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Hawaii Tourism Authority urges beachgoers to avoid Kaimana Beach while monk seal nurses

  • GEORGE F. LEE / GLEE@STARADVERTISER.COM
                                The three-week-old Hawaiian monk seal PO8, born to Rocky at Kaimana Beach in July, took a swim with its mother, Aug. 1, at Kaimana Beach in Waikiki.

    GEORGE F. LEE / GLEE@STARADVERTISER.COM

    The three-week-old Hawaiian monk seal PO8, born to Rocky at Kaimana Beach in July, took a swim with its mother, Aug. 1, at Kaimana Beach in Waikiki.

The Hawaii Tourism Authority today sent out an email blast advising visitors to temporarily avoid Kaimana Beach in Waikiki as a mother monk seal nurses her pup in the area.

That Hawaiian monk seal, identified by wildlife officials as RH58, is known as Rocky to those in the public who see her often.

Rocky gave birth to her 14th pup, PO8, at Kaimana Beach on July 9, and the pair are expected to remain in the area through at least mid-August, till the pup weans, generally.

HTA explained that on July 24, “a nearby swimmer caught the seals’ attention and the seal mother pursued the swimmer — a perceived threat to her pup — and the encounter resulted in the swimmer sustaining injuries.

On Thursday, the Hawaii Department of Land and Natural Resources began enforcing a 50-yard, or 150-foot, cordon around the two endangered monk seals after videos surfaced of beachgoers crowding around them.

“For your safety and theirs, stay alert and keep a respectful distance from these endangered animals, and other protected marine wildlife in Hawaii,” said HTA in its email blast. “If you’re in an area where mother seals with pups have been spotted, please stay at least 150 feet away from the marine animals on land and in the water. This guidance will protect yourself and our endangered marine animals, which are protected under state and federal laws.”

HTA continued with, “We encourage the public to visit one of the many other amazing Oahu beaches during this time to avoid interactions with the monk seal and her pup and ask for the industry’s kokua in spreading the word.”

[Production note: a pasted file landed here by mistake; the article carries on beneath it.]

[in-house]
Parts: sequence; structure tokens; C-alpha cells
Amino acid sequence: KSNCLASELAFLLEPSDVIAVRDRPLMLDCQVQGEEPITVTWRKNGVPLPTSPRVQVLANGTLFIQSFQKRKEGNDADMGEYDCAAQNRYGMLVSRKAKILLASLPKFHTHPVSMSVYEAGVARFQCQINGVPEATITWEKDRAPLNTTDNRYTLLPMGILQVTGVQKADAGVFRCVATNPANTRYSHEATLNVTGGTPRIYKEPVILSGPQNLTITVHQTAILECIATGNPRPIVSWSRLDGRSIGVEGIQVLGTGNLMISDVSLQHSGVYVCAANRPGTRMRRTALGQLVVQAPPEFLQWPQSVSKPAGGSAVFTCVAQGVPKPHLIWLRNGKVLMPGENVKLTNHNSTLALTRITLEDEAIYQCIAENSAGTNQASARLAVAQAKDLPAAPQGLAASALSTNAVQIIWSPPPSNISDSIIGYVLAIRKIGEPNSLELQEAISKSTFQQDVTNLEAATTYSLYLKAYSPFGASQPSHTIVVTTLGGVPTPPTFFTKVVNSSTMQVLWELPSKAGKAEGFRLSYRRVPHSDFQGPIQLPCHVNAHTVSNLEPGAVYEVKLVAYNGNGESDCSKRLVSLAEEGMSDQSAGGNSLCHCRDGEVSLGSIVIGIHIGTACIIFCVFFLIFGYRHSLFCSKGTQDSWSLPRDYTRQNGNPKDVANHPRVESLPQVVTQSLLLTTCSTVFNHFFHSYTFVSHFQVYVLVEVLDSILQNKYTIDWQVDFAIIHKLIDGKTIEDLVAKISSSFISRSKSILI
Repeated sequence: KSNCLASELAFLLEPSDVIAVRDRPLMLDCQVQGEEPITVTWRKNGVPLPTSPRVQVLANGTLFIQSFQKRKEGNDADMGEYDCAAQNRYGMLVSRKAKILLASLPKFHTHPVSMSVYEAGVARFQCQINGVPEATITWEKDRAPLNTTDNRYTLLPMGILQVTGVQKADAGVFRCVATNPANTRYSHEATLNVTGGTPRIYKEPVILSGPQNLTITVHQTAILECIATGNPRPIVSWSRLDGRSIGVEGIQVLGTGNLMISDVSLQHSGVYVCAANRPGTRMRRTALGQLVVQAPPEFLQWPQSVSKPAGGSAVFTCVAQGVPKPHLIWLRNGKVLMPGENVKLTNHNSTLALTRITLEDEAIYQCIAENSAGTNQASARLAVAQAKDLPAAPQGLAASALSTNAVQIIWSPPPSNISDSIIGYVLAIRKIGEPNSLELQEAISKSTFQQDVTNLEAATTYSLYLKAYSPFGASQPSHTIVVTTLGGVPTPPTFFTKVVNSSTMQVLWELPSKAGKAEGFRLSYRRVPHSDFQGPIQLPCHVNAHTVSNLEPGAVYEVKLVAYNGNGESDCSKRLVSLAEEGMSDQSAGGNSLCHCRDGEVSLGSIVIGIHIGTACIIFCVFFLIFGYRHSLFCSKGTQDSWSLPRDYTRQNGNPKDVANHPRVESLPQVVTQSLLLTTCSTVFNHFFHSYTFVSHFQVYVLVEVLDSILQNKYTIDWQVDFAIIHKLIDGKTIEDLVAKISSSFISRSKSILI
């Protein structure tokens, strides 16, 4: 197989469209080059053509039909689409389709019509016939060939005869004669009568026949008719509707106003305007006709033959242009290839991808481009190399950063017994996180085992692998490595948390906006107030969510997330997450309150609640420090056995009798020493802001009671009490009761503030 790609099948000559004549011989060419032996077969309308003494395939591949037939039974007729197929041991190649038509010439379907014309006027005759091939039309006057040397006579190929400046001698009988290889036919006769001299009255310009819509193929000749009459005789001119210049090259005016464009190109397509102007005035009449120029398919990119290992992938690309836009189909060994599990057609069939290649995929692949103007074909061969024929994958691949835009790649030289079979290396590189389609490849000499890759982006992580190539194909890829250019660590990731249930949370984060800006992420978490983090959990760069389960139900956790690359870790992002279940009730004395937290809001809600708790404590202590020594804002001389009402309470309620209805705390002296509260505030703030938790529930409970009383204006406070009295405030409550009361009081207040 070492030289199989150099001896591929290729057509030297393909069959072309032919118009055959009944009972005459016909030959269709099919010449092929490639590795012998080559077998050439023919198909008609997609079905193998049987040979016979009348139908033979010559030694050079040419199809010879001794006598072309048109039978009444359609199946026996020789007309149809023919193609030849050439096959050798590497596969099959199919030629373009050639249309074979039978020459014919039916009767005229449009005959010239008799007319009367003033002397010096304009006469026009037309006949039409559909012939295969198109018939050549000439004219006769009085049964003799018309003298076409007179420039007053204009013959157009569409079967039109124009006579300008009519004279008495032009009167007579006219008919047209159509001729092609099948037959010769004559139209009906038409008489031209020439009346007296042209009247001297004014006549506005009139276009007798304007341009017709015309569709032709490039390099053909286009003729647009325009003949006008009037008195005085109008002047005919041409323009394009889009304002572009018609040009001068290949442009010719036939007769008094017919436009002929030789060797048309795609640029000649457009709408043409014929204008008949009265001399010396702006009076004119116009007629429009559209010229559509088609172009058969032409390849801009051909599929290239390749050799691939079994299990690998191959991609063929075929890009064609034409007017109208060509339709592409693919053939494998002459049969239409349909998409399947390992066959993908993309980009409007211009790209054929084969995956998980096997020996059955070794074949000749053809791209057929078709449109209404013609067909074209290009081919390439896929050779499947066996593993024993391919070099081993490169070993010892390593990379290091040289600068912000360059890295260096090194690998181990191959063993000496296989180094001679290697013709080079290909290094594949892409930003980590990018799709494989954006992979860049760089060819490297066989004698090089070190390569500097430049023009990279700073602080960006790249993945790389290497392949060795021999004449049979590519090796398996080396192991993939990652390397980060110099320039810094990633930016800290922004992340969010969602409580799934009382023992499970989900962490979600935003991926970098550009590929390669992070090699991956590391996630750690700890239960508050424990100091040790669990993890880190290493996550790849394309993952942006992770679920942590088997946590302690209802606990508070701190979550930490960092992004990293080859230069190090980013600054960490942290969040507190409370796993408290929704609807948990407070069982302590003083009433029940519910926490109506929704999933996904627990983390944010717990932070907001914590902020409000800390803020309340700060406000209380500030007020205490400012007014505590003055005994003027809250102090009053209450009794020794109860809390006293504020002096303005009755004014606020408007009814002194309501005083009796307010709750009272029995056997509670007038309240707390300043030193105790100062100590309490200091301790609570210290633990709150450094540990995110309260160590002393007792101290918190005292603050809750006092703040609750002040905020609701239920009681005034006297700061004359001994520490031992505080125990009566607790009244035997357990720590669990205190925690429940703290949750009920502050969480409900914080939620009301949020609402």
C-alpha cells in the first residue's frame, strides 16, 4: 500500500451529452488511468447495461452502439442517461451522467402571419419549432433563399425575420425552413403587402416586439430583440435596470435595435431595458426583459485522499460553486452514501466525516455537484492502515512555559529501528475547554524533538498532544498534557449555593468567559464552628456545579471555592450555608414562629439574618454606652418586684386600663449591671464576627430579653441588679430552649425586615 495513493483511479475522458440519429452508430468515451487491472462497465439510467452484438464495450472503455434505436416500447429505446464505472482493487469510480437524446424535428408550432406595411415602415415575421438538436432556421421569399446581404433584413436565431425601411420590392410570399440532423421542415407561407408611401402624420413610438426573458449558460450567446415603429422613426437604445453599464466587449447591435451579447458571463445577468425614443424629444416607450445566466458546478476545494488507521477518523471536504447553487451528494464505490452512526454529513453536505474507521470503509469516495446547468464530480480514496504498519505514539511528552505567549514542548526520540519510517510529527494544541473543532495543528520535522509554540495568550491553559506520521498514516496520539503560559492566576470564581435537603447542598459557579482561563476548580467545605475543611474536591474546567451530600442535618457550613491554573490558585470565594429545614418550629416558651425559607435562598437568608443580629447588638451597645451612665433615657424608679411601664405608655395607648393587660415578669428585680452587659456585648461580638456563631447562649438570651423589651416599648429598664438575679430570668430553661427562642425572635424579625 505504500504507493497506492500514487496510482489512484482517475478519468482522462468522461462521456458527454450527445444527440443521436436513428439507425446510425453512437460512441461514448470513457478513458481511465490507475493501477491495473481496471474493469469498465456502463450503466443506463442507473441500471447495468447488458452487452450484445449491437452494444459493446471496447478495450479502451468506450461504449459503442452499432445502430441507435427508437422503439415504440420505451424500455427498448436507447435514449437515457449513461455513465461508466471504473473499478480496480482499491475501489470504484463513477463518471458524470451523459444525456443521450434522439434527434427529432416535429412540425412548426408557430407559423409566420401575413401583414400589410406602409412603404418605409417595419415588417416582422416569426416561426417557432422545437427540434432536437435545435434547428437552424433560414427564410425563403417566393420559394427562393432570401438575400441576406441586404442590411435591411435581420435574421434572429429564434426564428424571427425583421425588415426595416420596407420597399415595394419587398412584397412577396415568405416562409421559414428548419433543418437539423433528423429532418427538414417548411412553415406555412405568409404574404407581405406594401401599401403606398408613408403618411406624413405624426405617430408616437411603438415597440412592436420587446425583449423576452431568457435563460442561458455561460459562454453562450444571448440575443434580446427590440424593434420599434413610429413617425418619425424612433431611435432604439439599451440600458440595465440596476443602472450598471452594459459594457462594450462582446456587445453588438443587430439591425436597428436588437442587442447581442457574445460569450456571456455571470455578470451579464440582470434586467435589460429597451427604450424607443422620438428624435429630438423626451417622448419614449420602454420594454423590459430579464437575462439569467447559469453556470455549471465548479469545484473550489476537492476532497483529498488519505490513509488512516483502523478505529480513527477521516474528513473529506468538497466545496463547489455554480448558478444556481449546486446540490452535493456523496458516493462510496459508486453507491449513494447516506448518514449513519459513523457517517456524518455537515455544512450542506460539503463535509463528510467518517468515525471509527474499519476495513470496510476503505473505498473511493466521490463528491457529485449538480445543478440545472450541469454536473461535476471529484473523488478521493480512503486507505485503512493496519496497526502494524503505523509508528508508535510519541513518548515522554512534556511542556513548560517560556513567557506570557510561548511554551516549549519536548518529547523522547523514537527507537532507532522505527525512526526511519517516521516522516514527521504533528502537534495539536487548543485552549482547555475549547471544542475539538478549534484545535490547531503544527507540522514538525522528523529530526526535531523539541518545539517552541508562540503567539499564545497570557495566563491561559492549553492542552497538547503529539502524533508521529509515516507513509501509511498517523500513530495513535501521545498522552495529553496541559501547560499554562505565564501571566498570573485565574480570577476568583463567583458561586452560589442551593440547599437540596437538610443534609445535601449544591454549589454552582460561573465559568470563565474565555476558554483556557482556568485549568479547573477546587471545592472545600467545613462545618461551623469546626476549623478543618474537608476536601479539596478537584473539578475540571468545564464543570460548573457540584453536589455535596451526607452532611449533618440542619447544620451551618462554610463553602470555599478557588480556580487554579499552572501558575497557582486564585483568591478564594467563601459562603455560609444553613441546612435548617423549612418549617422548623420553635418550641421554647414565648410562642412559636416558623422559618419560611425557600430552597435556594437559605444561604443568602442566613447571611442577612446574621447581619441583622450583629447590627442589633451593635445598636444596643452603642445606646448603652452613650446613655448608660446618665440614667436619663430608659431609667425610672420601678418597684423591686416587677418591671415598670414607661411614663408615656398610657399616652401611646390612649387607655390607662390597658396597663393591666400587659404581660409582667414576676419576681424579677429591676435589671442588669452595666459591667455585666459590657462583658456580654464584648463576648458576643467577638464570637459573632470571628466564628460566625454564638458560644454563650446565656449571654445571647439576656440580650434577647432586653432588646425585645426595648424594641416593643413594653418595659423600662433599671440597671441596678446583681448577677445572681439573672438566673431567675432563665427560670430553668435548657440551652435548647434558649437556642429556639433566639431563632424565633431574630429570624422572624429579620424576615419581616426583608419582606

Wildlife experts from the National Oceanic and Atmospheric Administration recommend giving monk seal mom-and-pup pairs 150 feet of distance both on land and in the water because mothers can be very territorial and protective of their pups.

Even better, NOAA said, is to choose another beach to avoid mother seal interactions.

DLNR said on Saturday that no citations or arrests were made three days into the around-the-clock enforcement of the cordon at Kaimana Beach.

With only about 1,500 Hawaiian monk seals remaining in the wild, the pinnipeds are one of the most endangered seal species in the world. They are protected under state law as well as the Endangered Species Act and Marine Mammal Protection Act.

Under state law, harassing or harming a Hawaiian monk seal is considered a Class C felony, punishable by imprisonment and fines.

Visitors in recent years have been fined for slapping or touching monk seals resting on shorelines after videos of their actions were posted to social media.

DLNR said moving past the 150-foot boundary, however, would be considered a “frustration of a government operation,” and classified as a misdemeanor.

When pup PO8 weans, officials will likely relocate him to a more remote location, away from humans, as they did with two earlier monk seal pups born at Kaimana Beach.

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